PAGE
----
In this study, LDH-NSs were synthesized using the chemical co-precipitation method with titration temperatures ranging from 0 to 40 °C. The dsRNAs were prepared in vitro using the T7 RNA polymerase and conjugated with the LDH-NSs. The LDH-dsRNA bioconjugates were then used to modify the expressions of target genes in intact plant cells without transgene integration. Overall, we constructed comprehensive guidelines for a vector-free LDH-dsRNA system that can be used across various tissues in both model and non-model species.
The vector-free LDH-NS-based gene interference method
The method for LDH-dsRNA gene interference presented here involves six sequential steps (Fig. 1A): (1) Preparation of LDH through co-precipitation; (2) Delamination of LDH particles to form LDH-NSs; (3) Synthesis of dsRNA using T7 RNA polymerase in vitro; (4) Bioconjugation of LDH-NSs and dsRNA at a 3:1 mass ratio; (5) Delivery of the LDH-dsRNA bioconjugates into plant cells via different approaches such as soaking, injection or spraying; (6) Penetration of the plant cell by the LDH-dsRNA bioconjugates, leading to silencing of the target gene within the cell. Please refer to the Methods section for more comprehensive details regarding these steps.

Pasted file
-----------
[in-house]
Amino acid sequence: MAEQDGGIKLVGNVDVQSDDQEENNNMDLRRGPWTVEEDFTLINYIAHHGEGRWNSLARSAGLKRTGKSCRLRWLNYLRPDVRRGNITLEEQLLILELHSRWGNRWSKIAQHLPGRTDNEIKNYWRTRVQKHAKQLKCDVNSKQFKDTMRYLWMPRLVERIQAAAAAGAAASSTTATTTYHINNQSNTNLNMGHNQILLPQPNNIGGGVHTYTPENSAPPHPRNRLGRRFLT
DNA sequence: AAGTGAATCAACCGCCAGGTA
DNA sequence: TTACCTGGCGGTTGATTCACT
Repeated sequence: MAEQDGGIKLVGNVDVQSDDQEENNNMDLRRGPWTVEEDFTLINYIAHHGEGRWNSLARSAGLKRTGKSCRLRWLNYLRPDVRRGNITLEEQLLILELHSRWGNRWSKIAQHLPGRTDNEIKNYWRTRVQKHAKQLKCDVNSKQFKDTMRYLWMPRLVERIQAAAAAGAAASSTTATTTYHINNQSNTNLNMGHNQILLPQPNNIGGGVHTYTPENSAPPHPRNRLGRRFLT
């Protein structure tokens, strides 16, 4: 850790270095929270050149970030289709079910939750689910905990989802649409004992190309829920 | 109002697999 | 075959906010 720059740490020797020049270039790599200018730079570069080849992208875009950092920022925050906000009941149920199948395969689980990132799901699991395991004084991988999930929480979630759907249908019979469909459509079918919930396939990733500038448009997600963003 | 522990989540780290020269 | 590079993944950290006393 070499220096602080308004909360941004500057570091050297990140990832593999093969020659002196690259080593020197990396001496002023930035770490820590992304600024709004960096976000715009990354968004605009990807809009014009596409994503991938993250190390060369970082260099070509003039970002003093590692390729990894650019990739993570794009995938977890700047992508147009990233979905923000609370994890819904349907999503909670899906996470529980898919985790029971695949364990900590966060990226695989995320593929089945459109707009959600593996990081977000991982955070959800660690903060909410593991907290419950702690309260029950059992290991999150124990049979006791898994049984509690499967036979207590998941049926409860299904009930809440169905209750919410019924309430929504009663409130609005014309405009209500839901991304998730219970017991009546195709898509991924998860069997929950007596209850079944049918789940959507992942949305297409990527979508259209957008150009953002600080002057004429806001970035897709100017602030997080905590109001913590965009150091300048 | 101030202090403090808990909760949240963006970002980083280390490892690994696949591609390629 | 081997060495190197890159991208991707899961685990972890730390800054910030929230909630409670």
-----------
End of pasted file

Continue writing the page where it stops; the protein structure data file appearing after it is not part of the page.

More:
Optimization of LDH-NSs synthesis